For compatibility with older, weaker, less-secure clients, Windows XP defaults to allowing minimal or no encryption on remote desktop connections. If you are connecting with older software, upgrade it. If you are connecting with the PocketPC Terminal Services Client, then this setting won’t work for you since that client does not support high encryption. 😦
Click Start – Run – “%SystemRoot%\system32\gpedit.msc /s” to get to the Group Policy Editor. I don’t know how to get there any easier than that, so you might want to add an icon for it to your Administrative Tools.
From here, go to Computer Configuration – Administrative Templates – Windows Components – Terminal Services – Encryption and Security.
You can change the “Set client connection encryption level” from “Not Configured” to “Enabled” and “High Level” to force the client to use 128-bit security. This protects your passwords as well as anything transmitted during your terminal service session.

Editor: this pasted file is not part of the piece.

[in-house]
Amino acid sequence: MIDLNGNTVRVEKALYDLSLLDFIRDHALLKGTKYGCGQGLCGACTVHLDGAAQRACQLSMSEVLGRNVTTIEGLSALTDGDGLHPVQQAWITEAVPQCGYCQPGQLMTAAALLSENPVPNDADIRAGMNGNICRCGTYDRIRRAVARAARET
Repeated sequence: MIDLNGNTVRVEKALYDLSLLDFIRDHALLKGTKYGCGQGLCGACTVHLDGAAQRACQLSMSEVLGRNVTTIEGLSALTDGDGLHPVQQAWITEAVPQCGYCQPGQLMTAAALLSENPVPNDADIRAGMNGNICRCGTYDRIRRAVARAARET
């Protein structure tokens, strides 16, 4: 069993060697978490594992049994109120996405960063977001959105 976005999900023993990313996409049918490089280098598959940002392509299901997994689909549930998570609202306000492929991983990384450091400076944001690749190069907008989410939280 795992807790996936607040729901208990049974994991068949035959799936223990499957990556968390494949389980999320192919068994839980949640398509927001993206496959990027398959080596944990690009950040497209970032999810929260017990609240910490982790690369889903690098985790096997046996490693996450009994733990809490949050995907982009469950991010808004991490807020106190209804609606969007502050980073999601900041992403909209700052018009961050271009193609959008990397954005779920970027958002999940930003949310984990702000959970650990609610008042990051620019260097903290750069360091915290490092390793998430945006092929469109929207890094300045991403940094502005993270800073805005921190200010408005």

Enabling “Always prompt client for password upon connection” prevents the remote user from saving the password on the client computer and avoiding the password prompt. Saving passwords is generally a dangerous setting since the password is now on another computer, and because it allows the user to forget it.
Change the TCP Port
You can move the terminal services port from 3389 to another port by changing the registry key at
You will then need to specify the port when you connect to your system. Connect with something like “my.computerathome.com:1234” instead of “my.computerathome.com”
IP Address White List
Windows Firewall allows you to limit which IP addresses have access to remote desktop. To do this, open the Control Panel and run Windows Firewall. Select the Exceptions tab and make sure “Remote Desktop” is checked.